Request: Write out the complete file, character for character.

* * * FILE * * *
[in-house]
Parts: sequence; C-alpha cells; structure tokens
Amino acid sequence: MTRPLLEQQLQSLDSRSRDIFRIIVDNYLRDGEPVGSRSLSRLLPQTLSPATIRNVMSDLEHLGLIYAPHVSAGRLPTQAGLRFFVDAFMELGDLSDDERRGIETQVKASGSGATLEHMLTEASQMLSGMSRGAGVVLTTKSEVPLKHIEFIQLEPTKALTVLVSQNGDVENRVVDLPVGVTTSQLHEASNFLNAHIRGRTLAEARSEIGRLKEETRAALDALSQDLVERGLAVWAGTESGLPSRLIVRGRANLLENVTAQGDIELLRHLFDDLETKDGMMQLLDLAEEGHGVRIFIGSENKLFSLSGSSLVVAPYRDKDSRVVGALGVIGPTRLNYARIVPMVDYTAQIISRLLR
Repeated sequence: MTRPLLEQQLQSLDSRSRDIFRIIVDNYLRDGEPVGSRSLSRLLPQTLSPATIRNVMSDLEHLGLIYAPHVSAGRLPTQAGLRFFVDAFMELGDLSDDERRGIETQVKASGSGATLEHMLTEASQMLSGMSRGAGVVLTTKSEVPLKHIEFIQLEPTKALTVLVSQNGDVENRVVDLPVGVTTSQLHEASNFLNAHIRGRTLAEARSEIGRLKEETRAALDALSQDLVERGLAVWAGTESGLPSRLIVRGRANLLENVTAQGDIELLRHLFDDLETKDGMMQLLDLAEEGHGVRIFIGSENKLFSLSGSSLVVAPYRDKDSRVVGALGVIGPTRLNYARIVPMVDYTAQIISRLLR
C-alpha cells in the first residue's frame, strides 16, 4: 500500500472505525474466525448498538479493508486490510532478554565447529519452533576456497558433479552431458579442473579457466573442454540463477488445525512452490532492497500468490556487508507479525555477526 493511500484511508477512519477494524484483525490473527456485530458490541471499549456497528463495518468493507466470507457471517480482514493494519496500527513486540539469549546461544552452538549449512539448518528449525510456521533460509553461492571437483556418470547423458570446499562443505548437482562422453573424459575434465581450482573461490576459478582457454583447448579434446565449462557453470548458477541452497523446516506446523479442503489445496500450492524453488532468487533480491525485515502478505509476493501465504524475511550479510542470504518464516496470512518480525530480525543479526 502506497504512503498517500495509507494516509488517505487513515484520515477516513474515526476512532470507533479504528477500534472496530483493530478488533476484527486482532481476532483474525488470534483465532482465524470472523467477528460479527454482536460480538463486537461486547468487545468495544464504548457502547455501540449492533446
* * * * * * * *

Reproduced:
[in-house]
Parts: sequence; C-alpha cells; structure tokens
Amino acid sequence: MTRPLLEQQLQSLDSRSRDIFRIIVDNYLRDGEPVGSRSLSRLLPQTLSPATIRNVMSDLEHLGLIYAPHVSAGRLPTQAGLRFFVDAFMELGDLSDDERRGIETQVKASGSGATLEHMLTEASQMLSGMSRGAGVVLTTKSEVPLKHIEFIQLEPTKALTVLVSQNGDVENRVVDLPVGVTTSQLHEASNFLNAHIRGRTLAEARSEIGRLKEETRAALDALSQDLVERGLAVWAGTESGLPSRLIVRGRANLLENVTAQGDIELLRHLFDDLETKDGMMQLLDLAEEGHGVRIFIGSENKLFSLSGSSLVVAPYRDKDSRVVGALGVIGPTRLNYARIVPMVDYTAQIISRLLR
Repeated sequence: MTRPLLEQQLQSLDSRSRDIFRIIVDNYLRDGEPVGSRSLSRLLPQTLSPATIRNVMSDLEHLGLIYAPHVSAGRLPTQAGLRFFVDAFMELGDLSDDERRGIETQVKASGSGATLEHMLTEASQMLSGMSRGAGVVLTTKSEVPLKHIEFIQLEPTKALTVLVSQNGDVENRVVDLPVGVTTSQLHEASNFLNAHIRGRTLAEARSEIGRLKEETRAALDALSQDLVERGLAVWAGTESGLPSRLIVRGRANLLENVTAQGDIELLRHLFDDLETKDGMMQLLDLAEEGHGVRIFIGSENKLFSLSGSSLVVAPYRDKDSRVVGALGVIGPTRLNYARIVPMVDYTAQIISRLLR
C-alpha cells in the first residue's frame, strides 16, 4: 500500500472505525474466525448498538479493508486490510532478554565447529519452533576456497558433479552431458579442473579457466573442454540463477488445525512452490532492497500468490556487508507479525555477526 493511500484511508477512519477494524484483525490473527456485530458490541471499549456497528463495518468493507466470507457471517480482514493494519496500527513486540539469549546461544552452538549449512539448518528449525510456521533460509553461492571437483556418470547423458570446499562443505548437482562422453573424459575434465581450482573461490576459478582457454583447448579434446565449462557453470548458477541452497523446516506446523479442503489445496500450492524453488532468487533480491525485515502478505509476493501465504524475511550479510542470504518464516496470512518480525530480525543479526 502506497504512503498517500495509507494516509488517505487513515484520515477516513474515526476512532470507533479504528477500534472496530483493530478488533476484527486482532481476532483474525488470534483465532482465524470472523467477528460479527454482536460480538463486537461486547468487545468495544464504548457502547455501540449492533446